Covid-19: UK doctors are ‘deeply apprehensive’ about a surge in cases
A consultant anaesthetist has told how medics are “deeply apprehensive” about a surge in Covid-19 cases and whether intensive care units will cope.
Dr Tom Dolphin, a spokesman for the British Medical Association (BMA) and a consultant anaesthetist at a central London teaching hospital, said it was likely that intensive care specialists will need to make difficult decisions on who to ventilate as pressure on beds and ventilators accelerates.
He said there was not enough personal protective equipment (PPE) for staff, despite Government assurances that it is on its way, and called for NHS staff to get tested for coronavirus.
In an interview with the PA news agency, Dr Dolphin said he will be working to intubate patients who need ventilation and carrying out initial assessments of coronavirus patients as they arrive at A&E.
Dr Dolphin said the UK had “advanced warning in the sense of what’s happened in Italy and China” and had been putting as many plans in place as possible.
He said: “We’ve been working very hard to prepare for what’s going to come, we’re trying to create more intensive care capacity where we can.
“Every hospital has looked at where is the first place they would expand to, and where after that and where after that.
“We will use theatres, recovery rooms, any wards where we can get ventilators to.
“But that’s just the ventilated patients. Then you need to think about what to do with all the patients who don’t need ventilation, who just need oxygen.
“We’re looking at Italy with a great deal of anxiety and trepidation because they’ve got a well-funded health service and they are really struggling.”
He said the NHS was “not starting from a great base” in terms of its number of beds and funding shortfalls in recent years.
But he said the response within hospitals has been “unprecedented as well… everyone has got a can-do attitude, the things that hold up change in a big organisation, those barriers are not there, they are evaporating”.
He said his own hospital was “struggling with supplies of PPE”, adding: “It’s happening everywhere.
“Hospitals have it slightly better than general practice, but the ambulance service are really struggling as well to get enough PPE.
“The Government says it’s coming but it’s not all out there. It’s in very short supply.”
He said healthcare workers were putting themselves at risk and if staff go sick, the workforce is compromised.
“People are catching coronavirus from their patients, we already know they are, staff are going down with it around the country,” he said.
“The Government needs to get on top of that and sort out PPE.”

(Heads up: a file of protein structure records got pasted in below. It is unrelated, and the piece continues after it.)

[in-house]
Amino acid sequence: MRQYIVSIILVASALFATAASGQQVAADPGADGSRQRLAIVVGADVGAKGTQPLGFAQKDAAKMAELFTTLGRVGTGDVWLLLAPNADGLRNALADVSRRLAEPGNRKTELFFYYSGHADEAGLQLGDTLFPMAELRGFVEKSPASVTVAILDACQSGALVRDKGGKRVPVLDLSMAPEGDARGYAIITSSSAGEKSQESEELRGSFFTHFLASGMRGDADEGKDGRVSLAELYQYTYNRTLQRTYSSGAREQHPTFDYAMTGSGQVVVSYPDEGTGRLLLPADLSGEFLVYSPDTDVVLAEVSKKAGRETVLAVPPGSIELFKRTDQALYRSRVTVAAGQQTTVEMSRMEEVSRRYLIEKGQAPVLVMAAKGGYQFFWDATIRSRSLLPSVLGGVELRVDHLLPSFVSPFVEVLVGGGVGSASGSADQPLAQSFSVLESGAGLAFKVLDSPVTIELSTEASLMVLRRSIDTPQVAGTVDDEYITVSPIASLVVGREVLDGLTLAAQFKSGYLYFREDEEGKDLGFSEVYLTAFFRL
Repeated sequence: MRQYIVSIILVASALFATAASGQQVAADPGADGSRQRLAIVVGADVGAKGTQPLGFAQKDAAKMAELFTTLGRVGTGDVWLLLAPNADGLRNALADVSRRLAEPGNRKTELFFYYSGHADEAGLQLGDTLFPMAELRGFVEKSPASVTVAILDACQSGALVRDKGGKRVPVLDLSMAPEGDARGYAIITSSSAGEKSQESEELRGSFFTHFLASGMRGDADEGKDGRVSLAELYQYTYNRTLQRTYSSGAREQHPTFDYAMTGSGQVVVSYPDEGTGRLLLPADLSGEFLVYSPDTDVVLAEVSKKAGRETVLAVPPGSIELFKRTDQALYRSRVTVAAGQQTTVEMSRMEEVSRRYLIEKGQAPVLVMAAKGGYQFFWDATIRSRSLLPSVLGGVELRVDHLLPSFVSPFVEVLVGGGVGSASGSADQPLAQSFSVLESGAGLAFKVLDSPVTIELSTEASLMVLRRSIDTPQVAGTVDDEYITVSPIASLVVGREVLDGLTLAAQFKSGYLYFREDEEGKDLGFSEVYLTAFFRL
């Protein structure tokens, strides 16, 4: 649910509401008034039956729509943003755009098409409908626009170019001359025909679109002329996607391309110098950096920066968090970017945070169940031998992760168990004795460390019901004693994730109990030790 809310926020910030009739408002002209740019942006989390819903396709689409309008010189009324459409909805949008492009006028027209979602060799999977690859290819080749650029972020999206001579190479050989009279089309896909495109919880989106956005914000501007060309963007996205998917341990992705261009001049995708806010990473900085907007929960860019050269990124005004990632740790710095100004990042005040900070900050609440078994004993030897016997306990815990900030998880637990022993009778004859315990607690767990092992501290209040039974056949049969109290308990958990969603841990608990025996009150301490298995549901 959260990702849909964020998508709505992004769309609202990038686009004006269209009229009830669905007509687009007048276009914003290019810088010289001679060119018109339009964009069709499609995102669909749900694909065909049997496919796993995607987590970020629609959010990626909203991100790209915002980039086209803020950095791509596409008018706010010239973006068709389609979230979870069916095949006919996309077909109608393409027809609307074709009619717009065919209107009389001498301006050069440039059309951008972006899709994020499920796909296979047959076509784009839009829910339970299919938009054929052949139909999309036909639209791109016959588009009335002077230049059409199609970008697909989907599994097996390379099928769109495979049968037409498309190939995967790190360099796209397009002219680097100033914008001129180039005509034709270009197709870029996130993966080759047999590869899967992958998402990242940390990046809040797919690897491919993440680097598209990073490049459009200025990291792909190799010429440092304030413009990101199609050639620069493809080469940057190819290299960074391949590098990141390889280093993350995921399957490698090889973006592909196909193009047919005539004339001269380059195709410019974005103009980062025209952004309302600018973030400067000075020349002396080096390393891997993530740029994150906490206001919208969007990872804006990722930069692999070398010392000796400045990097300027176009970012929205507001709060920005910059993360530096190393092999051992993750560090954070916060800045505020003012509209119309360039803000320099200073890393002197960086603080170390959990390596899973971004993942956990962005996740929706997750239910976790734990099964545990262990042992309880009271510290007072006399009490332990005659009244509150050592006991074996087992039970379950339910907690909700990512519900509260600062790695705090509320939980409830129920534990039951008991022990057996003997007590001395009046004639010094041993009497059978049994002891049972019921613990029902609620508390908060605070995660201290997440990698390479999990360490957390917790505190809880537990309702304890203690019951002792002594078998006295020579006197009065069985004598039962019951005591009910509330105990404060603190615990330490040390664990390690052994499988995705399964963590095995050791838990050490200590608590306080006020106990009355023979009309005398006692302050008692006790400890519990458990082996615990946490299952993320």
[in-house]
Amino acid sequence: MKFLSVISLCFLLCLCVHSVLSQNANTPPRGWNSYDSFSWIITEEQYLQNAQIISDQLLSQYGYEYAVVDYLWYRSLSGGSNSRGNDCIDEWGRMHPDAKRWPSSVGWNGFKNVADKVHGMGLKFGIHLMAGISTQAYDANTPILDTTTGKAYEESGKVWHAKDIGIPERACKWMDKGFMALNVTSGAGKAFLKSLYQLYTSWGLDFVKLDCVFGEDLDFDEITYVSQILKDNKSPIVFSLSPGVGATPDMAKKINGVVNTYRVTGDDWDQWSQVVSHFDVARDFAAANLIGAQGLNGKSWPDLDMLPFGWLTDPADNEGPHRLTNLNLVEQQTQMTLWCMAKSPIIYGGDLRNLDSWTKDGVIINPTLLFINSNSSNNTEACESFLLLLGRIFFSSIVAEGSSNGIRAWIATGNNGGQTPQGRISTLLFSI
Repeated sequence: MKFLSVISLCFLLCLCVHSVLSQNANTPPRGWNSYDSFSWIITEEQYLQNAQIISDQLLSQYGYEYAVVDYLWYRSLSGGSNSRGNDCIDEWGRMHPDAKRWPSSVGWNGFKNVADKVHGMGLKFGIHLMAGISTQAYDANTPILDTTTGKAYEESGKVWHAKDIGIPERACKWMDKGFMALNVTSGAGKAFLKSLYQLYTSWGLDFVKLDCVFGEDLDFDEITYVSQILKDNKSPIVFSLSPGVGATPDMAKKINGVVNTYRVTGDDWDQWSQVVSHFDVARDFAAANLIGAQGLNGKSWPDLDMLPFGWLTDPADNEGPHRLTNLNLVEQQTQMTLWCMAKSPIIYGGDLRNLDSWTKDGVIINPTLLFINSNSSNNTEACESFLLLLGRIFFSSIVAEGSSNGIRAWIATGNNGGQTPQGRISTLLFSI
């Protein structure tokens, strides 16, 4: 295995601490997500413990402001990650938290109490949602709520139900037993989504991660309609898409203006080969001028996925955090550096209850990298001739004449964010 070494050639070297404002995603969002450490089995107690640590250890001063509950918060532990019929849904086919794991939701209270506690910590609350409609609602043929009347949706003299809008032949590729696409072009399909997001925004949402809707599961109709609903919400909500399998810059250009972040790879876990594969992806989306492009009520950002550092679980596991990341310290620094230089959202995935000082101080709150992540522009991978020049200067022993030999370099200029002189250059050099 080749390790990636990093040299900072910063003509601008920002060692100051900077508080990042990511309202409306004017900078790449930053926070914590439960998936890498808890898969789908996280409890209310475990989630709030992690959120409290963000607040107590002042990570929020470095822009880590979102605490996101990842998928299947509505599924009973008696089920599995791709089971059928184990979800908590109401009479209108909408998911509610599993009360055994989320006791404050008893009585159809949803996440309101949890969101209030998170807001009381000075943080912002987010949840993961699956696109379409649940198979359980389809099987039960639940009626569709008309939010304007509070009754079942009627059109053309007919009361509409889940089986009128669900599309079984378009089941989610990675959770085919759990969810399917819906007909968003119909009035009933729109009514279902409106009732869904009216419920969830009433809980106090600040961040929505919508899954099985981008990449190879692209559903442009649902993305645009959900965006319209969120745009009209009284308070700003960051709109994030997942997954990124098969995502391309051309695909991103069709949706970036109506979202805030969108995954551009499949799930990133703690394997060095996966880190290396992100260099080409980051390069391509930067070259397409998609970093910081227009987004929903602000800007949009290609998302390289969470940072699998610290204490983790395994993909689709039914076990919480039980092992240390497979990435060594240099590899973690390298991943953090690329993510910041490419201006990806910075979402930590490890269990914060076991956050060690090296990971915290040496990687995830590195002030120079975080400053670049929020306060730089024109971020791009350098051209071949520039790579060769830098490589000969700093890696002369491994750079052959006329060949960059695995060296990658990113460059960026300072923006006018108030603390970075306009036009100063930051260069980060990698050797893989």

Dr Dolphin said some hospitals in London have been struggling with the numbers of patients and had made transfers to intensive care units at other hospitals.
“Like any epidemic, there are hotspots, some hospitals have had to transfer patients out to other intensive care units,” he said.
“What we do in A&E is that patients come in very sick and then we put them to sleep with an anaesthetic, put the breathing tube down, start the ventilation, do the things that need doing and then they need to go to intensive care for about eight to 10 days.
“That’s a long time in intensive care and that in itself is a problem because that bed is then tied up for eight to 10 days.”
He said it was not unusual for hospitals to share intensive care capacity but that Covid-19 is increasing the pressure.
“We always run very lean in the NHS so we’ve been transferring patients around anyway depending on need,” he said.
“About six months ago in my hospital, we would transfer a patient about once a week to another hospital because we don’t have a bed.
“But having three or four patients a night, that would be an unusual number.
“But that is what it’s going to be like for the foreseeable future because capacity is going to go up and down in different places.
“We’re going to get to the point where we are really running out of capacity and that transfer ability is going to be difficult to do anyway because nowhere else will have anywhere either.”
The medic said it was likely there would come a point where decisions have to be made between patients who could all potentially benefit from ventilation and intensive care.
“The decisions for intensive care is always and always has been, who is likely to benefit from it,” he said.
“Intensive care in itself can be quite a tough experience for the patient, it’s not pleasant, and if they are not going to benefit from it, why put somebody through that?
“But we’re going to find ourselves at the point where decisions are going to get harder and harder.
“We’re going to have limited resource, and rather than being able to offer it to everybody who needs it, we are probably going to have to prioritise between the people who are going to benefit from it as well.
“It won’t be on age and it never has been, it will be on chance of survival.”
Dr Dolphin said the Government promise of more ventilators needed to happen immediately.
“The surge is beginning, we are pretty much out of time for that capacity to come online,” he said.
Asked whether there would be enough beds, he added: “My hospital is managing at the moment but it’s getting tight and the surge is only just beginning so we are deeply apprehensive. We need everybody out there to stop socialising.
“Social distancing is going to save lives.”
He said most people taken ill with Covid-19 could manage at home and should only seek help via 111 or 999 if they need it.
“It’s going to be unpleasant, it’s like a really bad flu, but what we need is for people not to turn up to the hospital or the GP surgery,” he added.